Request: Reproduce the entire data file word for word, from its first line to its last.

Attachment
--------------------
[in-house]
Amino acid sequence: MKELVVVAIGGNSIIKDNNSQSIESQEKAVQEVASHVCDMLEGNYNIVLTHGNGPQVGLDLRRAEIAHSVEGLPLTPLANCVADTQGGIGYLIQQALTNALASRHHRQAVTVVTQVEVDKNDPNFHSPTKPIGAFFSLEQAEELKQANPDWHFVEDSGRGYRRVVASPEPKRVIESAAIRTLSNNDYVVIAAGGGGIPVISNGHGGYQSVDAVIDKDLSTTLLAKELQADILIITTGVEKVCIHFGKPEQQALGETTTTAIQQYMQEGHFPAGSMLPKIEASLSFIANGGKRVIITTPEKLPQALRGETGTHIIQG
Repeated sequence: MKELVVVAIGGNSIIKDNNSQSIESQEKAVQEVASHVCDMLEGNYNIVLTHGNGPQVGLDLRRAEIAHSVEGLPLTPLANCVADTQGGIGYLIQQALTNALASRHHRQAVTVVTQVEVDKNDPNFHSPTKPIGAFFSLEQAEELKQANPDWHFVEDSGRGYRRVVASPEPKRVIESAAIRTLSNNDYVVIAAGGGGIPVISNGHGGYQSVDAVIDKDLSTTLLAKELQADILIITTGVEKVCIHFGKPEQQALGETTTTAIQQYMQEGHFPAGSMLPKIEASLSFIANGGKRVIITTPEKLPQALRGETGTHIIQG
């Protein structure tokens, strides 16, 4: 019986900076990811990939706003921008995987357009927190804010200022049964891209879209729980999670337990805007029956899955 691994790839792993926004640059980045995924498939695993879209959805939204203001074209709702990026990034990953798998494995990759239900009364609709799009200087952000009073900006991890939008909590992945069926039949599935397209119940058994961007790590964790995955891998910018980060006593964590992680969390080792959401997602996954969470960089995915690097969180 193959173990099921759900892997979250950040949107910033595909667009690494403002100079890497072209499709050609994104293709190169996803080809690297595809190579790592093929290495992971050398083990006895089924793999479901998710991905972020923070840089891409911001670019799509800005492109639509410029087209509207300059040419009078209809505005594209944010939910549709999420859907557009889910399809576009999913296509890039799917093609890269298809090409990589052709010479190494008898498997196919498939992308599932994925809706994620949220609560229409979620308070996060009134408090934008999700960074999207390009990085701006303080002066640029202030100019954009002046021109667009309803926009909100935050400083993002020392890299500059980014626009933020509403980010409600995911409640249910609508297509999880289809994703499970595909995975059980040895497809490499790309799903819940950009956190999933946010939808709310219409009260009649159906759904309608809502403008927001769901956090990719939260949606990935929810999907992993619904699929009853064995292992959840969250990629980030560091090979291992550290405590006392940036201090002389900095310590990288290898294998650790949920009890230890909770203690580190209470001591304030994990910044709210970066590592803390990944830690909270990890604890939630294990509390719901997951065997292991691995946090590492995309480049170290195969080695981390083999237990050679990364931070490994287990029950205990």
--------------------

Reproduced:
[in-house]
Amino acid sequence: MKELVVVAIGGNSIIKDNNSQSIESQEKAVQEVASHVCDMLEGNYNIVLTHGNGPQVGLDLRRAEIAHSVEGLPLTPLANCVADTQGGIGYLIQQALTNALASRHHRQAVTVVTQVEVDKNDPNFHSPTKPIGAFFSLEQAEELKQANPDWHFVEDSGRGYRRVVASPEPKRVIESAAIRTLSNNDYVVIAAGGGGIPVISNGHGGYQSVDAVIDKDLSTTLLAKELQADILIITTGVEKVCIHFGKPEQQALGETTTTAIQQYMQEGHFPAGSMLPKIEASLSFIANGGKRVIITTPEKLPQALRGETGTHIIQG
Repeated sequence: MKELVVVAIGGNSIIKDNNSQSIESQEKAVQEVASHVCDMLEGNYNIVLTHGNGPQVGLDLRRAEIAHSVEGLPLTPLANCVADTQGGIGYLIQQALTNALASRHHRQAVTVVTQVEVDKNDPNFHSPTKPIGAFFSLEQAEELKQANPDWHFVEDSGRGYRRVVASPEPKRVIESAAIRTLSNNDYVVIAAGGGGIPVISNGHGGYQSVDAVIDKDLSTTLLAKELQADILIITTGVEKVCIHFGKPEQQALGETTTTAIQQYMQEGHFPAGSMLPKIEASLSFIANGGKRVIITTPEKLPQALRGETGTHIIQG
């Protein structure tokens, strides 16, 4: 019986900076990811990939706003921008995987357009927190804010200022049964891209879209729980999670337990805007029956899955 691994790839792993926004640059980045995924498939695993879209959805939204203001074209709702990026990034990953798998494995990759239900009364609709799009200087952000009073900006991890939008909590992945069926039949599935397209119940058994961007790590964790995955891998910018980060006593964590992680969390080792959401997602996954969470960089995915690097969180 193959173990099921759900892997979250950040949107910033595909667009690494403002100079890497072209499709050609994104293709190169996803080809690297595809190579790592093929290495992971050398083990006895089924793999479901998710991905972020923070840089891409911001670019799509800005492109639509410029087209509207300059040419009078209809505005594209944010939910549709999420859907557009889910399809576009999913296509890039799917093609890269298809090409990589052709010479190494008898498997196919498939992308599932994925809706994620949220609560229409979620308070996060009134408090934008999700960074999207390009990085701006303080002066640029202030100019954009002046021109667009309803926009909100935050400083993002020392890299500059980014626009933020509403980010409600995911409640249910609508297509999880289809994703499970595909995975059980040895497809490499790309799903819940950009956190999933946010939808709310219409009260009649159906759904309608809502403008927001769901956090990719939260949606990935929810999907992993619904699929009853064995292992959840969250990629980030560091090979291992550290405590006392940036201090002389900095310590990288290898294998650790949920009890230890909770203690580190209470001591304030994990910044709210970066590592803390990944830690909270990890604890939630294990509390719901997951065997292991691995946090590492995309480049170290195969080695981390083999237990050679990364931070490994287990029950205990």